The UK government is in the final stages of agreeing a £30m contract to develop a prototype laser weapon for the military.
The Ministry of Defence (MoD) envisions laser weapons could be used protect against fast moving incoming threats, for example enemy missiles or mortars.
The “capability demonstrator”, a one-off prototype, aims to be operational in 2018/19. As well as developing the technology, the contract will help the (MoD) assess whether there is a place for these weapons in the UK’s arsenal.
“It’s about exploring what these things can do for us,” an MoD spokesman said.
The contract is part of the MoD’s Defence Innovation Initiative, worth £800m over the next 10 years, to develop new technologies to support the military.
The initiative is expected to fund research and development in areas including medical monitoring devices, anti-missile systems, miniaturised surveillance drones and protective materials.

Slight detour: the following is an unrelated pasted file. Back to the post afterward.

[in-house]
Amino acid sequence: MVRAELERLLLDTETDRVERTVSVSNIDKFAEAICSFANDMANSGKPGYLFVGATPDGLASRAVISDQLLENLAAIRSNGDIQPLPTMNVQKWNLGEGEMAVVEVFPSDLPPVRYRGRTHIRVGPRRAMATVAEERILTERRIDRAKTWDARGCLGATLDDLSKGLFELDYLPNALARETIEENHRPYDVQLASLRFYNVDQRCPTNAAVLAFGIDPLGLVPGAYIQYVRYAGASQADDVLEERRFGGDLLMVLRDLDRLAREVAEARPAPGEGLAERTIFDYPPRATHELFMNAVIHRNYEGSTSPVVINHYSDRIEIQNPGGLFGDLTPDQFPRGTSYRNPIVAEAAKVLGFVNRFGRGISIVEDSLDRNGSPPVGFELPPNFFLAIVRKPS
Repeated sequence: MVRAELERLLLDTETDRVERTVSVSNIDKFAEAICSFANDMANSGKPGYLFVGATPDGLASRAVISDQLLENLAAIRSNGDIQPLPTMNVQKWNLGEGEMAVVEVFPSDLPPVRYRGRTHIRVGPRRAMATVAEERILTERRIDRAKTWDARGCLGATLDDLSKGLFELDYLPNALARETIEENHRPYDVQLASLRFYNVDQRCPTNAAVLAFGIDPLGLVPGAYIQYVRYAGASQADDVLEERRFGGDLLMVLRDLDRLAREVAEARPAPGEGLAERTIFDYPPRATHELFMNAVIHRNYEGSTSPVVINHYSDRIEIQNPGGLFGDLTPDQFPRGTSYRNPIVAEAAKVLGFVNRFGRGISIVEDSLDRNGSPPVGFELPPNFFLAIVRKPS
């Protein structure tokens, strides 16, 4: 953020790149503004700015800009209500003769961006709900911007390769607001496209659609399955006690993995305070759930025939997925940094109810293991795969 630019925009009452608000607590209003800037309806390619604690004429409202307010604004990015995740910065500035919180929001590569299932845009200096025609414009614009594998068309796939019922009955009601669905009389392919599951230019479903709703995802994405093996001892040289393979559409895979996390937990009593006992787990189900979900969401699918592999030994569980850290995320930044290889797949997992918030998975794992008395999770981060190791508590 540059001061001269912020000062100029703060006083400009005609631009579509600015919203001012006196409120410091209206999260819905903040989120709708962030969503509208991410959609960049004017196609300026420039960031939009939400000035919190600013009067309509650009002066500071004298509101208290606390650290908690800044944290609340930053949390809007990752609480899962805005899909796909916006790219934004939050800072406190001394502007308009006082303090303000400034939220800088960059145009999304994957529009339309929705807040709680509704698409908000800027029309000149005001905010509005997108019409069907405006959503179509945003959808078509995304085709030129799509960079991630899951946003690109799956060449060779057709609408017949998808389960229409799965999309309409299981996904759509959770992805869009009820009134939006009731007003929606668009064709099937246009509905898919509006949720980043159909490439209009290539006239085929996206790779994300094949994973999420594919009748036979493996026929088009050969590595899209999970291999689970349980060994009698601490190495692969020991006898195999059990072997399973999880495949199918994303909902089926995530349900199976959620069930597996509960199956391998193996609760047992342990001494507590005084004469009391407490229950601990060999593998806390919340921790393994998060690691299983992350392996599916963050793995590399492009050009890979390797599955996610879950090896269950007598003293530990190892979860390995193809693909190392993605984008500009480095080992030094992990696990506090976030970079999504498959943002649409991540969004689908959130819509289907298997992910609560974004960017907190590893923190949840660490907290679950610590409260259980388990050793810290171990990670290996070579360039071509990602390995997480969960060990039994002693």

Under the laser weapons contract, missile manufacturer MBDA will lead a consortium of defence, technology and engineering companies to assess how laser weapons technologies can work in real life.
The programme “will put the UK at the fore front of high energy laser systems”, said Dave Armstrong, executive group director technical and UK managing director of MBDA.
“Furthermore it advances the UK towards a future product with significant export potential, as well as providing opportunities for partnerships with other nations’ armed forces that have similar requirements,” he added.
Peter Cooper, of the Defence Science and Technology Laboratory, a government body, said: “This is a significant demonstration programme aimed at maturing our understanding of what is still an immature technology… to understand the potential of the technology to provide a more effective response to the emerging threats that could be faced by UK armed forces.”
The prototype and its development will help the MoD decide “whether it makes sense to have this kind of technology to defeat incoming threats”, and “whether or not it does perform better than the kinds of technologies we use already,” the MoD spokesman said.
After the demonstration of the prototype there would still be “quite a few years” before the technology was in service, he said.
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